.so file for use on the SWiSDev cloud.
Figure 2. Control flow in the system architecture
First, the offload artifacts are gathered in terms of predicate, pipeline characteristics, and the source data. The offload artifacts are checked against a few quick rules to determine if offloading is possible. If the offload artifacts are not conducive to offloading, the execution falls back to the traditional stream implementation. If the offload artifacts are conducive to offloading, the JNI gateway is invoked with the offload artifacts. Runtime decisions are made regarding whether to run an operation on the DAX coprocessor or on the core based on detailed heuristics that determine profitability in the back-end library. Only the streams marked as parallel—where you explicitly specify that the operation on the collection of objects can run in parallel—are offloaded to DAX,. This means that you specify explicit SIMD processing for each element of the collection independently.
The use cases for leveraging this technology involve SQL-style Java, for example, weather analysis, top-N integers, outlier detection, cube building, percentile calculators, and the K-Nearest Neighbor (KNN) algorithm.
The standalone library for offloading streams functions to DAX achieves up to 22 times faster execution of Java-based analytics applications at significantly lower resource utilization. When analytics operations are offloaded to DAX, the cores can be freed for other operations enabling massive consolidation of Java analytics applications on Oracle Cloud, which results in improved response times, less resource consumption, and cooler data centers. With this library, customers with existing Java applications running on the cores can add analytics capabilities almost at zero cost in terms of resources, making Oracle's SPARC systems the ideal platform for real-time analytics. This also potentially extends Oracle's Software in Silicon benefits from Oracle Database to Java applications including distributed data processing frameworks in Java.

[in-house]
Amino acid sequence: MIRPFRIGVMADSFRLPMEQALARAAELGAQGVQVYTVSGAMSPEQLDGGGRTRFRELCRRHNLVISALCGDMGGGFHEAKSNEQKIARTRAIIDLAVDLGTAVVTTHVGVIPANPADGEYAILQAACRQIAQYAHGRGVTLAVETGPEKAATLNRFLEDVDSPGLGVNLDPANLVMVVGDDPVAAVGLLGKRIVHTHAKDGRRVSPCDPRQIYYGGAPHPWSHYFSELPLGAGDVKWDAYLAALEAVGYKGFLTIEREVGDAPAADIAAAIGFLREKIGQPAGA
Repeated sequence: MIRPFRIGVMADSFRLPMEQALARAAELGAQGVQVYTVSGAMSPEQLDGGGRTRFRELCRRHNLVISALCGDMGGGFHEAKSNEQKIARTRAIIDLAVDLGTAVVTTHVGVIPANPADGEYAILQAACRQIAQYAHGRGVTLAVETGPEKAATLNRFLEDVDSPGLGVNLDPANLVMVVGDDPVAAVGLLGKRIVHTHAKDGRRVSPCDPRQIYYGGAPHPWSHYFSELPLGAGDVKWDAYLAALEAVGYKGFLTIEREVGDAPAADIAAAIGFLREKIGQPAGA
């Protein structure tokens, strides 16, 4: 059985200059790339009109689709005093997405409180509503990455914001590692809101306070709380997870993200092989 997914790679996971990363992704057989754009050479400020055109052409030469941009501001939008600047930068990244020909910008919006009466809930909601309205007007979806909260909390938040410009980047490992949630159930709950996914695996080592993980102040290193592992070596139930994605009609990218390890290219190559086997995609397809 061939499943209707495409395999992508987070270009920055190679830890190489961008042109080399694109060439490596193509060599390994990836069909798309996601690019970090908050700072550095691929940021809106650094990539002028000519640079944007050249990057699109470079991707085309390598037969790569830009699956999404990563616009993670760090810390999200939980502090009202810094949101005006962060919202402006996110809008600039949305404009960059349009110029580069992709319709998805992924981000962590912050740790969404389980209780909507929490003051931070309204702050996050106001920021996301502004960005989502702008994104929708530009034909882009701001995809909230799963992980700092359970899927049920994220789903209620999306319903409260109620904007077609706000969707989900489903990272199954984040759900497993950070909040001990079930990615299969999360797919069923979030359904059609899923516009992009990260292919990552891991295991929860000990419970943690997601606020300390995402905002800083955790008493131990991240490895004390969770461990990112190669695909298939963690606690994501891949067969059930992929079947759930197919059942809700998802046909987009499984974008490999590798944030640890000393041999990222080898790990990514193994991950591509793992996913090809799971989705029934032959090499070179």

Because the DAX hardware is exposed through an existing Java API, you can write platform-agnostic Java code that gets automatically offloaded to DAX "under the hood" on a SPARC platform.
Historical weather analysis includes the following use cases:
- Query 1:
This query, which determines the number of times the temperature crossed 90 degrees F, runs approximately 10X faster on DAX.
- Query 2:
This query, which tests whether the temperature is always less than 100 degrees F, runs approximately 20X faster on DAX.